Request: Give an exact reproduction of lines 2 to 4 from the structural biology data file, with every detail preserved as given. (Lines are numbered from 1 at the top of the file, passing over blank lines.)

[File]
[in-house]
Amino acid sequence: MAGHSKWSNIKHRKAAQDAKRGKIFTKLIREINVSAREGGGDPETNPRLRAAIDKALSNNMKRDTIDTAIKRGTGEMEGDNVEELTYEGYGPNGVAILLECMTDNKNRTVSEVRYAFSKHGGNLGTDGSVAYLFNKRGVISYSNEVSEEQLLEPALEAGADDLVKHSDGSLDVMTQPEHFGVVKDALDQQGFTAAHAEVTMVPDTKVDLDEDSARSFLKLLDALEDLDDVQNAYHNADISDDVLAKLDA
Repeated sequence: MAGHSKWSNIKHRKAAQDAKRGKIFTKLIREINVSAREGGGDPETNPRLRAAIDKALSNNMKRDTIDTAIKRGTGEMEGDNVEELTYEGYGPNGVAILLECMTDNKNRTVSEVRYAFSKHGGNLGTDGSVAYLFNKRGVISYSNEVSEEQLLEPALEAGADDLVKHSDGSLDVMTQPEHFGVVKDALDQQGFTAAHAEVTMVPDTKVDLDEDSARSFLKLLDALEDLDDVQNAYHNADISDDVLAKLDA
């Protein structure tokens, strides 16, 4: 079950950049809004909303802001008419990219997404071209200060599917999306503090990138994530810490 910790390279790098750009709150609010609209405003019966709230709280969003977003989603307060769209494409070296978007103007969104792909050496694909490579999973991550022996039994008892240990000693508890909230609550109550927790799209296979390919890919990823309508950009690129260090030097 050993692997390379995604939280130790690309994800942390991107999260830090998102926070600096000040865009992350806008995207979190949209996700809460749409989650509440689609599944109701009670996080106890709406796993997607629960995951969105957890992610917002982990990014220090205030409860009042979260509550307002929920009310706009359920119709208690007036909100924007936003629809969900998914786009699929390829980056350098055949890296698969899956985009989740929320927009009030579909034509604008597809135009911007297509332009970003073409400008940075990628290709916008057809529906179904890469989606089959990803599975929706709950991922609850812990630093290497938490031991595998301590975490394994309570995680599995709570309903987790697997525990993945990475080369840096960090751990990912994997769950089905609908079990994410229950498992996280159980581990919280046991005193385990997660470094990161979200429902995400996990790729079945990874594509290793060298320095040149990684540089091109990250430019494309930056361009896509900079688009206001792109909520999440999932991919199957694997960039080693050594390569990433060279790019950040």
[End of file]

Amino acid sequence: MAGHSKWSNIKHRKAAQDAKRGKIFTKLIREINVSAREGGGDPETNPRLRAAIDKALSNNMKRDTIDTAIKRGTGEMEGDNVEELTYEGYGPNGVAILLECMTDNKNRTVSEVRYAFSKHGGNLGTDGSVAYLFNKRGVISYSNEVSEEQLLEPALEAGADDLVKHSDGSLDVMTQPEHFGVVKDALDQQGFTAAHAEVTMVPDTKVDLDEDSARSFLKLLDALEDLDDVQNAYHNADISDDVLAKLDA
Repeated sequence: MAGHSKWSNIKHRKAAQDAKRGKIFTKLIREINVSAREGGGDPETNPRLRAAIDKALSNNMKRDTIDTAIKRGTGEMEGDNVEELTYEGYGPNGVAILLECMTDNKNRTVSEVRYAFSKHGGNLGTDGSVAYLFNKRGVISYSNEVSEEQLLEPALEAGADDLVKHSDGSLDVMTQPEHFGVVKDALDQQGFTAAHAEVTMVPDTKVDLDEDSARSFLKLLDALEDLDDVQNAYHNADISDDVLAKLDA
């Protein structure tokens, strides 16, 4: 079950950049809004909303802001008419990219997404071209200060599917999306503090990138994530810490 910790390279790098750009709150609010609209405003019966709230709280969003977003989603307060769209494409070296978007103007969104792909050496694909490579999973991550022996039994008892240990000693508890909230609550109550927790799209296979390919890919990823309508950009690129260090030097 050993692997390379995604939280130790690309994800942390991107999260830090998102926070600096000040865009992350806008995207979190949209996700809460749409989650509440689609599944109701009670996080106890709406796993997607629960995951969105957890992610917002982990990014220090205030409860009042979260509550307002929920009310706009359920119709208690007036909100924007936003629809969900998914786009699929390829980056350098055949890296698969899956985009989740929320927009009030579909034509604008597809135009911007297509332009970003073409400008940075990628290709916008057809529906179904890469989606089959990803599975929706709950991922609850812990630093290497938490031991595998301590975490394994309570995680599995709570309903987790697997525990993945990475080369840096960090751990990912994997769950089905609908079990994410229950498992996280159980581990919280046991005193385990997660470094990161979200429902995400996990790729079945990874594509290793060298320095040149990684540089091109990250430019494309930056361009896509900079688009206001792109909520999440999932991919199957694997960039080693050594390569990433060279790019950040």